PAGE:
The Rev. Ronny Brannen responded to the Sept. 26 fatal crash and offered counseling to students and staff at Thomson High School.

A local pastor who helped with counseling of people in the fatal collision Thursday morning said the pain in the community is intense.

The Rev. Ronny Brannen, senior pastor at Thomson First United Methodist Church, said he and the church’s youth pastor Jeff Skinner spent a good part of the morning and afternoon of Sept. 26 at Thomson High School and Thomson-McDuffie Middle Schools and made themselves available at the request of the McDuffie County School System.

In a press release, the school system said that it had activated its crisis management system of providing counseling assistance to students, faculty, and staff.

“Please keep the family and our schools in your thoughts and prayers as we go through this most difficult and trying time,” the release said.

“We got in touch with them about where we needed to be and where we could help,” said Brannen Thursday afternoon. “I went to the high school and Jeff went to the middle school.”

The two from the church were among several who responded in the crisis.

The pastor said the schools were trying to take care of the kids.

“There were rooms for them to go to, and we were in the rooms to help support them and help them cry through and talk through,” Brannen noted. “I took it on myself, like I always do, to look at the staff as well. Nobody knows what they go through at times. I talked to the superintendent and different ones.”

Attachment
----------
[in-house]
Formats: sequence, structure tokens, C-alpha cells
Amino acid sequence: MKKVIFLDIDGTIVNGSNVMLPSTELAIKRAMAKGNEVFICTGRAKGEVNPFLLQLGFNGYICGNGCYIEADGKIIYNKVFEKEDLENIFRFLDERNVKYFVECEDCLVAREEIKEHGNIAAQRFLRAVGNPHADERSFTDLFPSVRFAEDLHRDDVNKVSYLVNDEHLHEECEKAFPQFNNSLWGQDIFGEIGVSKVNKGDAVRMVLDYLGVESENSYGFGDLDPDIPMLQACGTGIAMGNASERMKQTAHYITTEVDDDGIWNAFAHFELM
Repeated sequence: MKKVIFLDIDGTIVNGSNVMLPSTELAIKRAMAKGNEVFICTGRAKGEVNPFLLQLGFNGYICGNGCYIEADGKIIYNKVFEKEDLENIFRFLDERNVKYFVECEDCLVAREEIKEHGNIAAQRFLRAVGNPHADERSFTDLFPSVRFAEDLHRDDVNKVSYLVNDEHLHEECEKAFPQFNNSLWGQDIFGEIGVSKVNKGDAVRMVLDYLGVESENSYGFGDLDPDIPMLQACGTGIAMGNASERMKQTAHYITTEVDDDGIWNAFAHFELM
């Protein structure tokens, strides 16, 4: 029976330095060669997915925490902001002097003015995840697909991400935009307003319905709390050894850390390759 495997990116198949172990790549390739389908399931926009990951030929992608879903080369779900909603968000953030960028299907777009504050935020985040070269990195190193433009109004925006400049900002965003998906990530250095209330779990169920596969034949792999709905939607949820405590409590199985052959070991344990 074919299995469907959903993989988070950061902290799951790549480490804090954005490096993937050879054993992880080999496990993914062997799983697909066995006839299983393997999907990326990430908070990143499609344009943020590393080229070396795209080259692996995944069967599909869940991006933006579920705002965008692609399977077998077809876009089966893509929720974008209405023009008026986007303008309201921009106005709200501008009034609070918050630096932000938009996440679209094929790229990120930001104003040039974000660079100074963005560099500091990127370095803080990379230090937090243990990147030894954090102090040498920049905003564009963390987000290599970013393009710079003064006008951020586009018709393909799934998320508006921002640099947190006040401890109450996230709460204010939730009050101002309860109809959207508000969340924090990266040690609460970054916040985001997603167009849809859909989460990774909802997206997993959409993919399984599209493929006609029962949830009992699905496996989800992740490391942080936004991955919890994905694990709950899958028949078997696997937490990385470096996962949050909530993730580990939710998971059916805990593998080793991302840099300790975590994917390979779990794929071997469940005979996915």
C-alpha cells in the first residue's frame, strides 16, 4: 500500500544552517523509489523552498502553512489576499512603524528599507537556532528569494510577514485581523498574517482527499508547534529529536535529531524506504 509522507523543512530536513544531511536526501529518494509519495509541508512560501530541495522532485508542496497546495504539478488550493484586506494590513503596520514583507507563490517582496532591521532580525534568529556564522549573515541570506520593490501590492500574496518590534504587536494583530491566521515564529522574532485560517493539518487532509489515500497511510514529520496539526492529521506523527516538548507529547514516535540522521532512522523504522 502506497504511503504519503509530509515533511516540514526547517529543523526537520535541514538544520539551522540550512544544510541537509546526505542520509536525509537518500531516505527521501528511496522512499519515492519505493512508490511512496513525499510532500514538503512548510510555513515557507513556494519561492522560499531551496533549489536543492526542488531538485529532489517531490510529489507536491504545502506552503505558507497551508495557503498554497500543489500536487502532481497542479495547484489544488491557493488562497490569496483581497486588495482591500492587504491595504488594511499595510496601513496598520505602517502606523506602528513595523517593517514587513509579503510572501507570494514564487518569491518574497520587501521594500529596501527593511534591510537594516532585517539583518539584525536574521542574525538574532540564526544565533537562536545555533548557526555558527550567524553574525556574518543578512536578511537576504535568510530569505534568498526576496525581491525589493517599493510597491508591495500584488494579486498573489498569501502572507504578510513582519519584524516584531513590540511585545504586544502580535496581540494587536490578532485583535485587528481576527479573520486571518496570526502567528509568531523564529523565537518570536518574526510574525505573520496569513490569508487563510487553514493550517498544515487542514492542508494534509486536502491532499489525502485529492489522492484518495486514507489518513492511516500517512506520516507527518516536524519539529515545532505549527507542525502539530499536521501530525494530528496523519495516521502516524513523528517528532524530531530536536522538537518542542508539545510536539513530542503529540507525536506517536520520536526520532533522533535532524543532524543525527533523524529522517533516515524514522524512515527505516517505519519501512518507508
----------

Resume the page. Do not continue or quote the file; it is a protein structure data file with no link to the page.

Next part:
Brannen said he stepped into the local hospital’s ER department to check and counsel them if needed.

“I spoke to the police chief and first responders to see if they, too, were okay,” said Brannen.

He said his words to them were uplifting and consoling.

“I told them I wish that I had magical words to make all of this go away, but there’s not,” he said. “We are together in this and we will get through this.”

One of the things Brannen said he loved about the community that it is close knit.

“When you are a close-knit community like this and the tragedy hits like this, it hits so many so fast,” he said. “Basically I told them how sorry I was and that we were there for them.”

The pastor said other pastors would be available for the youth and adults.

“While Jeff was at the middle school, he found out that kids at Briarwood Academy were upset and he left to go there,” Brannen said. “Then, some parents of some of the kids have contacted him, so we are trying to help in a number of areas.”

Brannen said this tragedy, coupled with another in July that claimed the life of a mother and her 13-year-old daughter were a lot for a town to handle.

“To have this, now, is too many, too fast,” he said. “It’s just so much.”

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